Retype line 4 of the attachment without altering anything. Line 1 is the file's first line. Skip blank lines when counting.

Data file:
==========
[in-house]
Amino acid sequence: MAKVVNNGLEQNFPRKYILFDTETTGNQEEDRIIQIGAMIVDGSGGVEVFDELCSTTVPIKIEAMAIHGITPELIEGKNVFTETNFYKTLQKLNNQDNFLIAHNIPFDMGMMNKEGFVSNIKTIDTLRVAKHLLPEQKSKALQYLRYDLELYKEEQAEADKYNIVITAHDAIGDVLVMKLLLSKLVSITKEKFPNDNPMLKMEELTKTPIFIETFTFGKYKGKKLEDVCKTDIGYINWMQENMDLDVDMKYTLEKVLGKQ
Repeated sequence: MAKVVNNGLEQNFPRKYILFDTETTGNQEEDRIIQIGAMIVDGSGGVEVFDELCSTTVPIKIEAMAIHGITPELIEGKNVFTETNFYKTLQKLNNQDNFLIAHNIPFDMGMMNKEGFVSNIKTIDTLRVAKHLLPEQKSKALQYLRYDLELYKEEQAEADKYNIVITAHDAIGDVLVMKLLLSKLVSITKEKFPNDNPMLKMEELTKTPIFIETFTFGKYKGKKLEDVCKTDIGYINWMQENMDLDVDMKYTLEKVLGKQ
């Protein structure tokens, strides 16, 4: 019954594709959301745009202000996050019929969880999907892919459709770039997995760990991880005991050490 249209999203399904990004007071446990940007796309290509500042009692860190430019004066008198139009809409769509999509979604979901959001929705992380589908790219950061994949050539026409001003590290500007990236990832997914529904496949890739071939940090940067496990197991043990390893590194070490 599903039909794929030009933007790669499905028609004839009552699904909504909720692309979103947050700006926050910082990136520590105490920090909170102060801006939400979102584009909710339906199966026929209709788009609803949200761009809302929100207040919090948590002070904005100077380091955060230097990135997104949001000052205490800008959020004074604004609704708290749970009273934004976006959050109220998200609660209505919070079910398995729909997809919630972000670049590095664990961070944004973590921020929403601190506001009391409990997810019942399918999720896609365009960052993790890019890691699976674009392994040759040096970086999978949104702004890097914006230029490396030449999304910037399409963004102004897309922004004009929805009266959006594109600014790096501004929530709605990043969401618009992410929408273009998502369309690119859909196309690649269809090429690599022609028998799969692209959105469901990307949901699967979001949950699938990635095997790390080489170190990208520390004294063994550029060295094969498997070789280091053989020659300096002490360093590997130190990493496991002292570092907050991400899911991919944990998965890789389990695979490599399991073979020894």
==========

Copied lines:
């Protein structure tokens, strides 16, 4: 019954594709959301745009202000996050019929969880999907892919459709770039997995760990991880005991050490 249209999203399904990004007071446990940007796309290509500042009692860190430019004066008198139009809409769509999509979604979901959001929705992380589908790219950061994949050539026409001003590290500007990236990832997914529904496949890739071939940090940067496990197991043990390893590194070490 599903039909794929030009933007790669499905028609004839009552699904909504909720692309979103947050700006926050910082990136520590105490920090909170102060801006939400979102584009909710339906199966026929209709788009609803949200761009809302929100207040919090948590002070904005100077380091955060230097990135997104949001000052205490800008959020004074604004609704708290749970009273934004976006959050109220998200609660209505919070079910398995729909997809919630972000670049590095664990961070944004973590921020929403601190506001009391409990997810019942399918999720896609365009960052993790890019890691699976674009392994040759040096970086999978949104702004890097914006230029490396030449999304910037399409963004102004897309922004004009929805009266959006594109600014790096501004929530709605990043969401618009992410929408273009998502369309690119859909196309690649269809090429690599022609028998799969692209959105469901990307949901699967979001949950699938990635095997790390080489170190990208520390004294063994550029060295094969498997070789280091053989020659300096002490360093590997130190990493496991002292570092907050991400899911991919944990998965890789389990695979490599399991073979020894």